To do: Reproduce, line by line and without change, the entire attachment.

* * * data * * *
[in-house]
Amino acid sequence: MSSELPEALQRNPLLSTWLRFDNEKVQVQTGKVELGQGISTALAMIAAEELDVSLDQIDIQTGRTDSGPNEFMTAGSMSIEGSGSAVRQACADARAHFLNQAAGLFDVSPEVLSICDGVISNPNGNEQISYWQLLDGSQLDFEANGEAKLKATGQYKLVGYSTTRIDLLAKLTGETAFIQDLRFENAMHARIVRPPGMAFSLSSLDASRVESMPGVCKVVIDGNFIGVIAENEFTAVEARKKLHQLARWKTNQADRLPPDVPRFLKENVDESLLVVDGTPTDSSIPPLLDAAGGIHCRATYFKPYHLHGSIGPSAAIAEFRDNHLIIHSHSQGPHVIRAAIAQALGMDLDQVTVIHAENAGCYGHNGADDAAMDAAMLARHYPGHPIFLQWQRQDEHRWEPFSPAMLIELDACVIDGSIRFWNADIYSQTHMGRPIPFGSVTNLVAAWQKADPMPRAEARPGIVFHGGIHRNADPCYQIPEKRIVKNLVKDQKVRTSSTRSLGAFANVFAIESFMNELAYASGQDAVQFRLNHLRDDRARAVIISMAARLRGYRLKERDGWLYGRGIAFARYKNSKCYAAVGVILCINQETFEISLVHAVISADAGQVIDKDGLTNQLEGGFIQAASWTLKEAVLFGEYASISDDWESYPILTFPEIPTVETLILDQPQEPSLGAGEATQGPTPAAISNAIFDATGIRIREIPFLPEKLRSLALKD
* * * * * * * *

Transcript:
[in-house]
Amino acid sequence: MSSELPEALQRNPLLSTWLRFDNEKVQVQTGKVELGQGISTALAMIAAEELDVSLDQIDIQTGRTDSGPNEFMTAGSMSIEGSGSAVRQACADARAHFLNQAAGLFDVSPEVLSICDGVISNPNGNEQISYWQLLDGSQLDFEANGEAKLKATGQYKLVGYSTTRIDLLAKLTGETAFIQDLRFENAMHARIVRPPGMAFSLSSLDASRVESMPGVCKVVIDGNFIGVIAENEFTAVEARKKLHQLARWKTNQADRLPPDVPRFLKENVDESLLVVDGTPTDSSIPPLLDAAGGIHCRATYFKPYHLHGSIGPSAAIAEFRDNHLIIHSHSQGPHVIRAAIAQALGMDLDQVTVIHAENAGCYGHNGADDAAMDAAMLARHYPGHPIFLQWQRQDEHRWEPFSPAMLIELDACVIDGSIRFWNADIYSQTHMGRPIPFGSVTNLVAAWQKADPMPRAEARPGIVFHGGIHRNADPCYQIPEKRIVKNLVKDQKVRTSSTRSLGAFANVFAIESFMNELAYASGQDAVQFRLNHLRDDRARAVIISMAARLRGYRLKERDGWLYGRGIAFARYKNSKCYAAVGVILCINQETFEISLVHAVISADAGQVIDKDGLTNQLEGGFIQAASWTLKEAVLFGEYASISDDWESYPILTFPEIPTVETLILDQPQEPSLGAGEATQGPTPAAISNAIFDATGIRIREIPFLPEKLRSLALKD